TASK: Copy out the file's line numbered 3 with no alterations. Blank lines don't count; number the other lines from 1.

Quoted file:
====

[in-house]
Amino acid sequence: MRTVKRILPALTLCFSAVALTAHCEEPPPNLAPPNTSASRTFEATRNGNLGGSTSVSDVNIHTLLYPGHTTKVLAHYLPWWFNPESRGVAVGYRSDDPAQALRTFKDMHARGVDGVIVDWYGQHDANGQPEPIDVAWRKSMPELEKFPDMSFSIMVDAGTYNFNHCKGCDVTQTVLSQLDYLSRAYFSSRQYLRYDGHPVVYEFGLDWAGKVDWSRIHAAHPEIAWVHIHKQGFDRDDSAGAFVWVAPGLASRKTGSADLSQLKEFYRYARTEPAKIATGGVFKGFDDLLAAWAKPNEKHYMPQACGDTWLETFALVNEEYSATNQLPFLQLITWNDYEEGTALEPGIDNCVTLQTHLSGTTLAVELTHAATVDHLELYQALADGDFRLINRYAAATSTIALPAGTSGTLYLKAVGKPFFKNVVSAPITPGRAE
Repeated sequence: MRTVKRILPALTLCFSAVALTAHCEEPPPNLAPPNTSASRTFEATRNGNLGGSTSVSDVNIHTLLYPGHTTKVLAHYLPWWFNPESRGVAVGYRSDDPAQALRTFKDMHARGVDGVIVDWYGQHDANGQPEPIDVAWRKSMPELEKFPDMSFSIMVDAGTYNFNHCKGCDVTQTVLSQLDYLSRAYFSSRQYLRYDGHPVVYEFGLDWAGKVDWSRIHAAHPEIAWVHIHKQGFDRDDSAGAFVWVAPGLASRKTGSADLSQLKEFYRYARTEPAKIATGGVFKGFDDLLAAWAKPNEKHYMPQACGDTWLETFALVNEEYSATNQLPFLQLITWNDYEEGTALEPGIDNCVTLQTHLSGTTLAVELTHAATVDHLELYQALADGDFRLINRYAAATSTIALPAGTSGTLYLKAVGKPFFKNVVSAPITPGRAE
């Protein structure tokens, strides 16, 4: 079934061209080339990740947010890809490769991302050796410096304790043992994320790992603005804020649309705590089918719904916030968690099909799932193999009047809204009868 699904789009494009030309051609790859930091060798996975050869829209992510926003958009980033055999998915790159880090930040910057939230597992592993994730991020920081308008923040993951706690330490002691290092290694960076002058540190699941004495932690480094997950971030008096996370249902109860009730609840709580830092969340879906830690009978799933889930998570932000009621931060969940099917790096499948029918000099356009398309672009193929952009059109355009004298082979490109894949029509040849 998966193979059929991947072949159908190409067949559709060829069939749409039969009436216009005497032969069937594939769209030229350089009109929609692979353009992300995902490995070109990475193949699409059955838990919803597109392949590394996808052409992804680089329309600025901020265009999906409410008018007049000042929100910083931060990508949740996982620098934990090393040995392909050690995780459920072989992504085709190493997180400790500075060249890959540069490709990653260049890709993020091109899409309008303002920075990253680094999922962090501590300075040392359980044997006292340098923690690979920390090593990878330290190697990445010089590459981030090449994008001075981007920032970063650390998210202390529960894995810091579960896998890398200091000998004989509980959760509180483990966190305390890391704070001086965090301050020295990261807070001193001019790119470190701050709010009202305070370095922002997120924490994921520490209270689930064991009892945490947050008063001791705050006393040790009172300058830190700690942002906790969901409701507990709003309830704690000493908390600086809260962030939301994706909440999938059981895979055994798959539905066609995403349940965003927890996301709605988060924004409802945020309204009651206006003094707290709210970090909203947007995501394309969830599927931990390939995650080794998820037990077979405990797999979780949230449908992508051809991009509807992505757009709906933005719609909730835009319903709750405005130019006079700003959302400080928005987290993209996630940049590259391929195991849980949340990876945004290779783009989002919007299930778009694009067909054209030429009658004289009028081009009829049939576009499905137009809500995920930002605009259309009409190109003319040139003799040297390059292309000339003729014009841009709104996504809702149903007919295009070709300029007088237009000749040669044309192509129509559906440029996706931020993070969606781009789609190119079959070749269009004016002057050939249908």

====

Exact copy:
Repeated sequence: MRTVKRILPALTLCFSAVALTAHCEEPPPNLAPPNTSASRTFEATRNGNLGGSTSVSDVNIHTLLYPGHTTKVLAHYLPWWFNPESRGVAVGYRSDDPAQALRTFKDMHARGVDGVIVDWYGQHDANGQPEPIDVAWRKSMPELEKFPDMSFSIMVDAGTYNFNHCKGCDVTQTVLSQLDYLSRAYFSSRQYLRYDGHPVVYEFGLDWAGKVDWSRIHAAHPEIAWVHIHKQGFDRDDSAGAFVWVAPGLASRKTGSADLSQLKEFYRYARTEPAKIATGGVFKGFDDLLAAWAKPNEKHYMPQACGDTWLETFALVNEEYSATNQLPFLQLITWNDYEEGTALEPGIDNCVTLQTHLSGTTLAVELTHAATVDHLELYQALADGDFRLINRYAAATSTIALPAGTSGTLYLKAVGKPFFKNVVSAPITPGRAE